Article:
Female patients with schizophrenia, more often than men, are able to enter into and maintain social roles. For instance, at first occurrence of illness, roughly one-third of women are married, compared to less than one-fifth of men. Comparable figures for the general population show that three-fourths of women and over one-half of men are married. With respect to parenting roles, approximately half of all women with schizophrenia have children.
However, because blunted affect and paranoid thinking can severely impair maternal competence, women with schizophrenia are frequently unable to rear their children. About one-third lose custody of their children to family members, ex-partners, foster care, or to adoption.
Single motherhood adds to the stresses of mothers with schizophrenia, and this is usually exacerbated by partner violence, poverty, and substance abuse.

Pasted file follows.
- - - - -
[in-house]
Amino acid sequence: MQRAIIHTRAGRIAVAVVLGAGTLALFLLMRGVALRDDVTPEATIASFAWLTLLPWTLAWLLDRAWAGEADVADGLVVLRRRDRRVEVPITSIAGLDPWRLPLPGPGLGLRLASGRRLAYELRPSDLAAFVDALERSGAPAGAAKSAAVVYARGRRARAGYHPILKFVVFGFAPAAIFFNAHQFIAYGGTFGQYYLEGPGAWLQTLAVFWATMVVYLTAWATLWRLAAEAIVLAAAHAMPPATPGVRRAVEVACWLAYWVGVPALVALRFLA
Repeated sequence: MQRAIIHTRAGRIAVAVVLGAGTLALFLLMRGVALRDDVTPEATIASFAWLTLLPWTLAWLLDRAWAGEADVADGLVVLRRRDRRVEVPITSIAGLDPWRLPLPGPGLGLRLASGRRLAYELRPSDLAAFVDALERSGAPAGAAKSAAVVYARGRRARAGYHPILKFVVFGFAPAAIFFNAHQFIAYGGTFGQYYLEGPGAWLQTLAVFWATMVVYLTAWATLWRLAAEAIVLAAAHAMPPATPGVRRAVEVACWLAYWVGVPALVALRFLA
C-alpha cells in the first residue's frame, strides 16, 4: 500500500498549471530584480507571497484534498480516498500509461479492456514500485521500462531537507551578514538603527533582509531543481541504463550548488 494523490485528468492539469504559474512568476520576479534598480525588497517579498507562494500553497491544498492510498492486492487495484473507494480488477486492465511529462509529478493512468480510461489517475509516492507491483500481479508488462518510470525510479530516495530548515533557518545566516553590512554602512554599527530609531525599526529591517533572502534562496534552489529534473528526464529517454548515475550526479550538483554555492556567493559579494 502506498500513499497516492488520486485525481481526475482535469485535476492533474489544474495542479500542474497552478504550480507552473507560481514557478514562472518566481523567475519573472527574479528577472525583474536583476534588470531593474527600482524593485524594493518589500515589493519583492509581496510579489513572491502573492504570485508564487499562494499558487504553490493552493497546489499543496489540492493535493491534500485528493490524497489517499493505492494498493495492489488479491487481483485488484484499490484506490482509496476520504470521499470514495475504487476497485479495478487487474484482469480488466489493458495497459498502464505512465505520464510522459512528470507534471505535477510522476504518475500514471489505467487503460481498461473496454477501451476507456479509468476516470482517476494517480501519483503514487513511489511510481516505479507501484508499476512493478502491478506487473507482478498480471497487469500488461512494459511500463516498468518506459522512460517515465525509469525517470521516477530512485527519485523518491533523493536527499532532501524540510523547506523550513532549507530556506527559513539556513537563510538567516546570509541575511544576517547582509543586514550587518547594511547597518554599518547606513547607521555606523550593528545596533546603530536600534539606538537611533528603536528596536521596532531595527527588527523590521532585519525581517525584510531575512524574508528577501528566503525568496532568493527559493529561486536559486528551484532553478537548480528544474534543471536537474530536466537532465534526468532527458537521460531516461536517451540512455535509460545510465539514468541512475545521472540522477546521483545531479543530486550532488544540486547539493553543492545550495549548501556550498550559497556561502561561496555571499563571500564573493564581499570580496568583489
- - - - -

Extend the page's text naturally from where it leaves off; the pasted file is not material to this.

Women appear to require lower doses of antipsychotic drugs than do men to achieve equal improvement.
Schizophrenia and Gender
This may be due to the attainment of higher blood levels (partly accounted for by women smoking less than men), to the fact that women are generally more compliant with prescribed medications, and to their greater fat stores, which extend the half-life of lipophilic drugs. It may also result from estrogen action at receptor target sites, such as brain dopamine receptors. Women’s relatively superior response appears to be lost after menopause.
MARY V. SEEMAN
Mary V. Seeman, MDCM, FRCPC, FACP, is Professor and Tapscott Chair of Schizophrenia Studies at the University of Toronto and Centre for Addiction and Mental Health,Toronto, Ontario, Canada.
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